In honor of Tarantino’s DJANGO UNCHAINED which dropped in theaters on Christmas Day 2012, the Alamo Drafthouse is going all-out Spaghetti Western at its Austin locations. It started, appropriately, with DJANGO, the 1966 flick starring the blue-eyed beauty Franco Nero. Spaghetti Western nerds were quick to note his cameo in DJANGO UNCHAINED, which was featured in some of the trailers running up to the film’s release.
He’s still a blue-eyed beauty. Its seriously impressive how much he still looks like himself. I know that sounds weird but not all dudes age so well…
The original DJANGO focuses on a former Union soldier, Django, and the mischief he gets into when he decides to exact revenge on a racist Confederate, Major Jackson, and his pack of KKK-like cronies. Django ends up in a small frontier town at the mercy of two factions in the area: Jackson’s racist jerks, and a band of Mexican revolutionaries. The town appears to be made up only of a brothel run by the cowardly but well-meaning Nathaniel who pays protection money to Jackson to keep himself and his ladies alive. Enter Django, who baits Jackson into appearing by killing five of his gang members as they attempt to murder a half-Mexican, half-American whore with ties to both sides.
Like most Spaghetti Westerns made around this time, the story ends up having three parts: engagement with side 1, engagement with side 2, and revenge. The engagement with side 1 (Jackson) comes when his men roll into town, 40 strong, and get mowed down by a machine gun. Engagement with side 2 (the Mexican revolutionaries) comes when they roll in after the Jackson encounter and buddy up with the guy with a big gun. Shocking. Revenge comes when Django attempts to finish off Jackson in a lopsided showdown in a cemetery.
These story elements alone make it sound like DJANGO borrows from Sergio Leone’s western playbook the entire time. Corbucci gives Django some more personal interest by making his motivation revenge against Jackson for a past wrong, unlike Leone’s ‘Joe’ from A FISTFUL OF DOLLARS who really just wants to see overzealous idiots die and make some money off of it. If comparing those two films, DOLLARS does a better job of the two factions angle because they actually get played off of each other. In DJANGO, Jackson’s KKK and General Hugo’s revolutionaries never really square off. Django just mows them all down, like he should.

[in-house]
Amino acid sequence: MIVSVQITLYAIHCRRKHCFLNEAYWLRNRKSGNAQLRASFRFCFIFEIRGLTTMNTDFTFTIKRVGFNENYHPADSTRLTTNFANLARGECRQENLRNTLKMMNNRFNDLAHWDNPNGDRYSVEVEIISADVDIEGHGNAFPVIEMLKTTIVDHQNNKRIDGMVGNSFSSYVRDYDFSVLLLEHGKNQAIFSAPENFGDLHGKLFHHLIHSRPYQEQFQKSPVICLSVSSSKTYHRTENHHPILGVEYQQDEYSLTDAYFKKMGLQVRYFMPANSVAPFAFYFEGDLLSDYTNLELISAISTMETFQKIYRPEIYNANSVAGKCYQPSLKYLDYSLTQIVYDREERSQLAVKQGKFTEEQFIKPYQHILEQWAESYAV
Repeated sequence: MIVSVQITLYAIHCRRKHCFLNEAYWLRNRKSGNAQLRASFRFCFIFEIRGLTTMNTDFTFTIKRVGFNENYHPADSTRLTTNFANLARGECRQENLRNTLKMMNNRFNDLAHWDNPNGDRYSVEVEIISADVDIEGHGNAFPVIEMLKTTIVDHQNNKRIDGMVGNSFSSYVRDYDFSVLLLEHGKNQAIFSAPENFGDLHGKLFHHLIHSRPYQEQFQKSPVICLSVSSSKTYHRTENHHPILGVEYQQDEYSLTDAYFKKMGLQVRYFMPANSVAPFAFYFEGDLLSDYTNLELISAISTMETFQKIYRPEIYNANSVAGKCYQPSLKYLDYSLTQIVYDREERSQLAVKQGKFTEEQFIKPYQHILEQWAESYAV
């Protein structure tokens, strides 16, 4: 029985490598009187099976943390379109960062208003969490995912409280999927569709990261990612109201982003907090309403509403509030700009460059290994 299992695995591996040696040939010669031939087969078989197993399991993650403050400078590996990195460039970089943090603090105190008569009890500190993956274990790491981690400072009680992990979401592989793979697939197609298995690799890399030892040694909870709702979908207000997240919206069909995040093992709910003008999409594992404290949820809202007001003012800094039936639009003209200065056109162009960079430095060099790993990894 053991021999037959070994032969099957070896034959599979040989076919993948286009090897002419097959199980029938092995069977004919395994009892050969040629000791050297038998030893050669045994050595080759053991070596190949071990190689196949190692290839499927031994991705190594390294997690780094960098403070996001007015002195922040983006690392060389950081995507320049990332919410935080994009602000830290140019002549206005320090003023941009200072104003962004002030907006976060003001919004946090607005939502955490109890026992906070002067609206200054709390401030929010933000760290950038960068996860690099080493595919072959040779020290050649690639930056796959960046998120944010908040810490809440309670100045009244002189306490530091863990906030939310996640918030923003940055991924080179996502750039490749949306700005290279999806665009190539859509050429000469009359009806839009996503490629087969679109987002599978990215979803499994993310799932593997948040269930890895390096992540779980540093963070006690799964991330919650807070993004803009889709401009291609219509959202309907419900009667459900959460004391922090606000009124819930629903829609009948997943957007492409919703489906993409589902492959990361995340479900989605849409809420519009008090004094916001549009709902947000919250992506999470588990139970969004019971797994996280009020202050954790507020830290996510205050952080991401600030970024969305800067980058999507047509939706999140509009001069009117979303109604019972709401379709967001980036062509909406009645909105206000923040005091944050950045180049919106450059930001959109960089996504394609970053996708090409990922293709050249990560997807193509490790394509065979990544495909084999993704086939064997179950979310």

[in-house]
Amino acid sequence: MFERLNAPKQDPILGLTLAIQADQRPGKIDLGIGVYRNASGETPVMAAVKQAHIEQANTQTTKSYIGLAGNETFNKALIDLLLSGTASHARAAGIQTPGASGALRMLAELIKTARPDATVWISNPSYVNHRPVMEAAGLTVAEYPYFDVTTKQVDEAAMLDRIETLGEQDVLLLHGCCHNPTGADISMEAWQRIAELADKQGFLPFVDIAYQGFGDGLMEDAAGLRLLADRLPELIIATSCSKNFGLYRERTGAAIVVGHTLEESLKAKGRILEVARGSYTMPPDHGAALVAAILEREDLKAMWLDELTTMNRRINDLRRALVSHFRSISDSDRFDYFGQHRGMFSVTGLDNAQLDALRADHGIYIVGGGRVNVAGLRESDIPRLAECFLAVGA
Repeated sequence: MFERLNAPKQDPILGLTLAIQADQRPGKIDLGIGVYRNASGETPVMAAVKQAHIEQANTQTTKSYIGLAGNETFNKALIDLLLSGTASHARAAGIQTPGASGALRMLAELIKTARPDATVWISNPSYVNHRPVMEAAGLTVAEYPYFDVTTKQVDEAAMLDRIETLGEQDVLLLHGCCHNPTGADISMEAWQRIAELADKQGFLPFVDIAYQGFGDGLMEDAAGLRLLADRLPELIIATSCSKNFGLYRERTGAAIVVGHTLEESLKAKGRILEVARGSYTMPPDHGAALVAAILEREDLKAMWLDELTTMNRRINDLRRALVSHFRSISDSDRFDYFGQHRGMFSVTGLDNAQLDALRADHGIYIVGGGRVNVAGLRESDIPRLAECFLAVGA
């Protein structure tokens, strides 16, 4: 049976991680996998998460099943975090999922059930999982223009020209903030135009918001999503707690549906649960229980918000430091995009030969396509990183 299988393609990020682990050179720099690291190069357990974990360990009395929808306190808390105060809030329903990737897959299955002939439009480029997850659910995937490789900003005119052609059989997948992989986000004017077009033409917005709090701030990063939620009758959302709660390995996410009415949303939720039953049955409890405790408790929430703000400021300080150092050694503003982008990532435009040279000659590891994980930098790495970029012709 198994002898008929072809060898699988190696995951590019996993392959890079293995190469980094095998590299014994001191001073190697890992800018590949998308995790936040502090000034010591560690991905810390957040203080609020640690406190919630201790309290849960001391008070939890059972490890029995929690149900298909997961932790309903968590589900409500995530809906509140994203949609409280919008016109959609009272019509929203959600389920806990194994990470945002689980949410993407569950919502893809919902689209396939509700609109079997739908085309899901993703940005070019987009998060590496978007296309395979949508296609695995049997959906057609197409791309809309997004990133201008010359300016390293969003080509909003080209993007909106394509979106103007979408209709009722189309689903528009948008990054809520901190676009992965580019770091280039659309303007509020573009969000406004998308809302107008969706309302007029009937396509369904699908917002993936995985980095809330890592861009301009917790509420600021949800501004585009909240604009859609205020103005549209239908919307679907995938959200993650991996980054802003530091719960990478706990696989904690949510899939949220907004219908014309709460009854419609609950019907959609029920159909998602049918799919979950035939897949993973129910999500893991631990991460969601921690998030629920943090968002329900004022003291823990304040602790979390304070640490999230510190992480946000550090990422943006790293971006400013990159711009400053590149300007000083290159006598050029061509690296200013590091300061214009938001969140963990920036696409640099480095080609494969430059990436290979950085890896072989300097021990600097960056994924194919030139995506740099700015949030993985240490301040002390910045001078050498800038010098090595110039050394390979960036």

The reveal of the machine gun in DJANGO pays off immensely, but then Corbucci reveals it again later in a stagecoach just like Leone did in FISTFUL OF DOLLARS. This second reveal comes in a bank heist. And just like Gian Maria Volonté mowing down American soldiers at the creek, General Hugo’s lieutenant mows down Mexican bank guards in DJANGO.
It could be easy to look back at all of this now and see these correlations between movies, but part of me thinks that this is just how Italians thought of the American Wild West. American westerns rarely deal in such massive body counts, ambitious heists, and copious amounts of ketchup-colored blood. Italian cinema was more interested in glorifying the action. American cinema was more interested in glorifying the ideal man fighting for the American Dream.